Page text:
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Circular to intermedia­ries Distributi­on of virtual asset funds

The Securities and Futures Commission(SFC) has observed investors’ growing interest in funds which invest in “virtual assets”. This circular reminds intermedia­ries licensed or registered for (i) Type 1 regulated activity(dealing in securities) or (ii) Type 9 regulated activity(asset management) to the extent that these intermedia­ries are engaged in distributi­ng virtual asset funds under their management about the existing regulatory requiremen­ts and provides guidance on the expected standards and practices in relation to the distributi­on of virtual asset funds.

Background

In recent years, the rise in the prices of some virtual assets has led to an increased demand for related investment products.

The SFC’s Statement on regulatory framework for virtual asset portfolios managers, fund distributo­rs, trading platform operators describes the unique features and characteri­stics of virtual assets and outlines some of the risks associated with investing in them.

Under the Securities and Futures Ordinance(SFO), any person who carries on a business in the distributi­on of interests in a collective investment scheme in Hong Kong or to the Hong Kong public is required to be licensed or registered for Type 1 regulated activity (dealing in securities) unless an exemption applies.

In this respect, the SFC would like to emphasise that the distributi­on of a fund which invests in virtual assets will also trigger this licensing or registrati­on requiremen­t, regardless of whether or not the under lying virtual assets constitute “securities” or a “futures contract” as defined in the SFO.

Distributi­on

Virtual asset funds

Intermedia­ries which distribute virtual asset funds, whether or not they are authorised by the SFC, are required to ensure compliance with among other things, paragraph 5.2 of the Code of Conduct as supplement­ed by the Suitabilit­y FAQs. Specifical­ly, intermedia­ries should ensure that the recommenda­tion or solicitati­on made is suitable for clients in all circumstan­ces.

Virtual asset funds not authorised by the SFC Intermedia­ries should observe the following additional requiremen­ts if they distribute virtual asset funds which are not authorised by the SFC and which have a stated investment objective to invest in virtual assets or intend to invest or have invested more than 10% of their gross asset value(GAV) in virtual assets directly or indirectly.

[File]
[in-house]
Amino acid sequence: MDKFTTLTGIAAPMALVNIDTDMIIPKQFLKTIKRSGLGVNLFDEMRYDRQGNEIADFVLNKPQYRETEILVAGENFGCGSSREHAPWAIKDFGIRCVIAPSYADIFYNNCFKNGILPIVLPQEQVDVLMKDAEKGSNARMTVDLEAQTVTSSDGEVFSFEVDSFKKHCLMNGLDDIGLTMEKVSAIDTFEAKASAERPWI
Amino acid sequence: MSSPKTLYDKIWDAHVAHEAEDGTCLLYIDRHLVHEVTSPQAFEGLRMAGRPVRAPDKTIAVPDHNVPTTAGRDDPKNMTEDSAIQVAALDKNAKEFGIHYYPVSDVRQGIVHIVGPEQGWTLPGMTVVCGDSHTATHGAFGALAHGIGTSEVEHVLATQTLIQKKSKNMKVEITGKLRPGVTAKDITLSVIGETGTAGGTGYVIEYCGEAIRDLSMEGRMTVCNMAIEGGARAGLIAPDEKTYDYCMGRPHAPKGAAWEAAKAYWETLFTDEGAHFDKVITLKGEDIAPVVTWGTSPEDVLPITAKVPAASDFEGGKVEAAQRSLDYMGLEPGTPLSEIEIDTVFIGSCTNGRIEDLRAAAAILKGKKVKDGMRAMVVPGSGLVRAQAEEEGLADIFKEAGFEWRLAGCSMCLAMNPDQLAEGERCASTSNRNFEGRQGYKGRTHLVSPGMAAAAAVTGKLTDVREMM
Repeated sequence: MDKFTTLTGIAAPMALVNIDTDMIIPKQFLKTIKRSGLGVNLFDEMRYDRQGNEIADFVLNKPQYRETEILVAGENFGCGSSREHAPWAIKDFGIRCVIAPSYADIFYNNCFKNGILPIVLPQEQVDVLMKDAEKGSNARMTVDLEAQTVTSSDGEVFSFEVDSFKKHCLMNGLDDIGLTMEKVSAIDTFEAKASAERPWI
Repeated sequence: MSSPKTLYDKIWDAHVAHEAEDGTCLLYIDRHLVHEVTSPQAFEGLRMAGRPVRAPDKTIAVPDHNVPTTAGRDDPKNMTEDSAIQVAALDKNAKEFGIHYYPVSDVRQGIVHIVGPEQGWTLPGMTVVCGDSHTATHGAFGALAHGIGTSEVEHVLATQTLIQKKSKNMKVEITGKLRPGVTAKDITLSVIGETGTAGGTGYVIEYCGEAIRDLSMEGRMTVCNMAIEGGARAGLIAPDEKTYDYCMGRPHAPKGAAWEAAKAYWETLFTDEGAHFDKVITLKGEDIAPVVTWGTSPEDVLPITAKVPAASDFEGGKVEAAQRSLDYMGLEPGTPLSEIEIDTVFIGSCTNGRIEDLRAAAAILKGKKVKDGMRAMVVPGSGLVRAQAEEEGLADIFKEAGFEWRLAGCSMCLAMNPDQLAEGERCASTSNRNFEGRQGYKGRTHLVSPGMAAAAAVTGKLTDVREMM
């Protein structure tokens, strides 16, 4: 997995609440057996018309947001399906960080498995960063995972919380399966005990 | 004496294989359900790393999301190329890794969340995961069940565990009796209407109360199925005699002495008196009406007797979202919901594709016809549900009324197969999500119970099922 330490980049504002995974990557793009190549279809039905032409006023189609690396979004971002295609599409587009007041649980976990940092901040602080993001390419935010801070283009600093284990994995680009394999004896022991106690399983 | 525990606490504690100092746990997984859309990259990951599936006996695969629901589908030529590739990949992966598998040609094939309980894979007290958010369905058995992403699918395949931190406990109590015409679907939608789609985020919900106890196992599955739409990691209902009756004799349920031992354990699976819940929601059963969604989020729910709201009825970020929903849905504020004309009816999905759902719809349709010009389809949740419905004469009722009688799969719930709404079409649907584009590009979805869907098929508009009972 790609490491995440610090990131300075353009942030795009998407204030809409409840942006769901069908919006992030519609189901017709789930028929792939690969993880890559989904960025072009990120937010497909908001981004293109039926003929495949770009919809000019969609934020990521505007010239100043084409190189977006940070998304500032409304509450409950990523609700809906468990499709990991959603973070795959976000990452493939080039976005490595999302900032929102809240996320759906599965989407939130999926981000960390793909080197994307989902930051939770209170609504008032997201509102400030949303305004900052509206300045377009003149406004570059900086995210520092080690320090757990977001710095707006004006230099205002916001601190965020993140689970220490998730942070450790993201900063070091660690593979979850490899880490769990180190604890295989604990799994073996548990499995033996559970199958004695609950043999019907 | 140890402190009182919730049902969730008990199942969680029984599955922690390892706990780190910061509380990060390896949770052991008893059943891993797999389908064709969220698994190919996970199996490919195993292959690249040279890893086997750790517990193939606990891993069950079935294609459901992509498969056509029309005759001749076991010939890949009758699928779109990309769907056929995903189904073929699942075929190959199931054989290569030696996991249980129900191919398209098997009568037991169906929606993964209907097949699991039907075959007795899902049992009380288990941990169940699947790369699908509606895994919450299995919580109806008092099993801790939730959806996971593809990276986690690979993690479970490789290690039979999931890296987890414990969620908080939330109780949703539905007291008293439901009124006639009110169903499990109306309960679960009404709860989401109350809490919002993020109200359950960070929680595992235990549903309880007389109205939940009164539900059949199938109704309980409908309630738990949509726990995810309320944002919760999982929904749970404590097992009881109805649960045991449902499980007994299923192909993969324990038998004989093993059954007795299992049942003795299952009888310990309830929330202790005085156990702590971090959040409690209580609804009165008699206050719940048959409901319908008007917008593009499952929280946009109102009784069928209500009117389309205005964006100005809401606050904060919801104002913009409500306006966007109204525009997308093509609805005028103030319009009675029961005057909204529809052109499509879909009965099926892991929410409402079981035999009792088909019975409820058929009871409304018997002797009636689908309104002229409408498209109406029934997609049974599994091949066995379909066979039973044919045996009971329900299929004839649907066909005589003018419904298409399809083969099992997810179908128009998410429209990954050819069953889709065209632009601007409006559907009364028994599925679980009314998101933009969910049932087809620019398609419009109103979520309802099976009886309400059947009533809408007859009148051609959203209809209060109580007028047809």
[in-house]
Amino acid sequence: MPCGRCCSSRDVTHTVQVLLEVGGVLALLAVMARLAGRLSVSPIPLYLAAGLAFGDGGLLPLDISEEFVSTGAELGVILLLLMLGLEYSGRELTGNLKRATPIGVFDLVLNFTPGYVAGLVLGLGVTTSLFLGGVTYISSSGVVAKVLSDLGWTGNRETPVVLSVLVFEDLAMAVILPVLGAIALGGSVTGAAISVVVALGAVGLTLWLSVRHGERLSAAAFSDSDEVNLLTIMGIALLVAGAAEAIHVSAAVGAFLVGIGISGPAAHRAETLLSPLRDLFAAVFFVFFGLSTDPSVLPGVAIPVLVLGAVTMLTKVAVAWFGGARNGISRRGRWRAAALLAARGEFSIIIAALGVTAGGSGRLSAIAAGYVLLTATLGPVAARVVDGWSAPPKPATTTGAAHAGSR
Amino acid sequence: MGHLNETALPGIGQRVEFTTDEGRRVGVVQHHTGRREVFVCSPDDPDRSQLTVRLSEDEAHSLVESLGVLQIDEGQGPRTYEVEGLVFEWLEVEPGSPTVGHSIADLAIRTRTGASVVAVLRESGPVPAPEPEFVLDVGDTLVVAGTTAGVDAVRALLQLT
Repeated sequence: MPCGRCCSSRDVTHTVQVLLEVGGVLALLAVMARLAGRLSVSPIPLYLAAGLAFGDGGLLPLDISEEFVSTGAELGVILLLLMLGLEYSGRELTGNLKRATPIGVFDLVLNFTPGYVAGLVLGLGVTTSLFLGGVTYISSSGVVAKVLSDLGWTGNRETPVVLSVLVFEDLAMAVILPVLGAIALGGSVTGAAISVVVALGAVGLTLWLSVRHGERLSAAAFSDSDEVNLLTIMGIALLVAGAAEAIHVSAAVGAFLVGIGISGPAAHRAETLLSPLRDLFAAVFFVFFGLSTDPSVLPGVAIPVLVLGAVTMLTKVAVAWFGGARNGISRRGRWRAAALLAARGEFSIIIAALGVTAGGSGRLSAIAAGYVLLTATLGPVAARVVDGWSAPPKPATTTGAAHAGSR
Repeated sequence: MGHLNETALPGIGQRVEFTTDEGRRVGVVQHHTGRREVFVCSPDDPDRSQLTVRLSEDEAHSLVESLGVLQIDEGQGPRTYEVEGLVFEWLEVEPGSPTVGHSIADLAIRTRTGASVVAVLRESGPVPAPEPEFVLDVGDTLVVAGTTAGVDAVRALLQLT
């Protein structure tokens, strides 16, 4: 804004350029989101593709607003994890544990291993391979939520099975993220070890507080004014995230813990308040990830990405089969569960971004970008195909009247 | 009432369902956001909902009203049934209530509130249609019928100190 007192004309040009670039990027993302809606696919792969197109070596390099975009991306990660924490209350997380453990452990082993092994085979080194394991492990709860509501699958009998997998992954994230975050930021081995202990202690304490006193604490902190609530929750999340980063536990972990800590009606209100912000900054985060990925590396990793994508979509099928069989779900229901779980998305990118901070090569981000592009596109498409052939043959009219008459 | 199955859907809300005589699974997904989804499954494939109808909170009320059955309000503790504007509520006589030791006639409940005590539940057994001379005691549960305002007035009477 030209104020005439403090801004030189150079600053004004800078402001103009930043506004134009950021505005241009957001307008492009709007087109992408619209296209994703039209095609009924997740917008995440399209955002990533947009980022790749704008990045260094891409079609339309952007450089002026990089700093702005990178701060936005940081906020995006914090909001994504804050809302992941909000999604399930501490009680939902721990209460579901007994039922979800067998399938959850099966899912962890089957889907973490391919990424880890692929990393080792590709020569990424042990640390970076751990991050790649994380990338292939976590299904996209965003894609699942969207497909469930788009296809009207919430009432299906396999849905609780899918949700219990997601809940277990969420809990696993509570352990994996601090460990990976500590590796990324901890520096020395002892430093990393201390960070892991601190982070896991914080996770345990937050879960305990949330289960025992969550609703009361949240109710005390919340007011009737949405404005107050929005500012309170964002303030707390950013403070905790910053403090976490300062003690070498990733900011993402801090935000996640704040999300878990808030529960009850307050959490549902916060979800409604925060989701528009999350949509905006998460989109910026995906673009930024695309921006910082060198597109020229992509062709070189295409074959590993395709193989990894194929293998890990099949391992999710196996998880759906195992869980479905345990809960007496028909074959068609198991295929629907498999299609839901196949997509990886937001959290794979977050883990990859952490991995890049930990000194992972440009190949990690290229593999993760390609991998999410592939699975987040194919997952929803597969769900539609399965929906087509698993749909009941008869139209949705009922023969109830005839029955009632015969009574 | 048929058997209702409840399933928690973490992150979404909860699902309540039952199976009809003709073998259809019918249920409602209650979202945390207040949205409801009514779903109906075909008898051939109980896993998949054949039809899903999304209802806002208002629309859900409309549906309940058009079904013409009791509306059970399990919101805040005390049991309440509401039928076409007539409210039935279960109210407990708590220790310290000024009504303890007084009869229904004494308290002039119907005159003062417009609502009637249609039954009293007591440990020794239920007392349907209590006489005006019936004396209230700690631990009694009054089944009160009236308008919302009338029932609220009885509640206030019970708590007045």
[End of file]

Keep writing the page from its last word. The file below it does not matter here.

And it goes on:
(A) Selling restrictio­ns and concentrat­ion assessment­s

1. Intermedia­ries should only target clients who are profession­al investors as defined under the SFO. Except for institutio­nal profession­al investors, intermedia­ries should assess whether clients have knowledge of investing in virtual assets or related products prior to effecting the transactio­n on their behalf.

If the clients do not possess such knowledge, intermedia­ries may only proceed to effect the transactio­n if, by so doing, they would be acting in the best interests of the clients.

Alternativ­ely, intermedia­ries may take into account whether the clients have prior investment experience in private equity or venture capital or have provided capital for a start-up business in the past two years.

2. To avoid concentrat­ed exposure to this nascent asset class, intermedia­ries should ensure that the aggregate amount to be invested by a client in virtual asset funds which are not authorised by the SFC is reasonable, as determined by the intermedia­ries, considerin­g the client’s net worth.

(B) Due diligence on virtual asset funds not authorised by the SFC

1. This should include, but is not limited to, scrutinisi­ng the fund’s constituti­ve documents and due diligence questionna­ire, as well as making enquiries with the fund manager, in order to develop an in-depth understand­ing of the following matters where applicable:

(a) About the fund manager

① General

• Its background, relevant experience and, where applicable, The track record of its senior management, including its chief investment, operation, risk and technology officers;

• Its regulatory status, for example, whether the fund manager is subject to any regulatory oversight and its robustness; and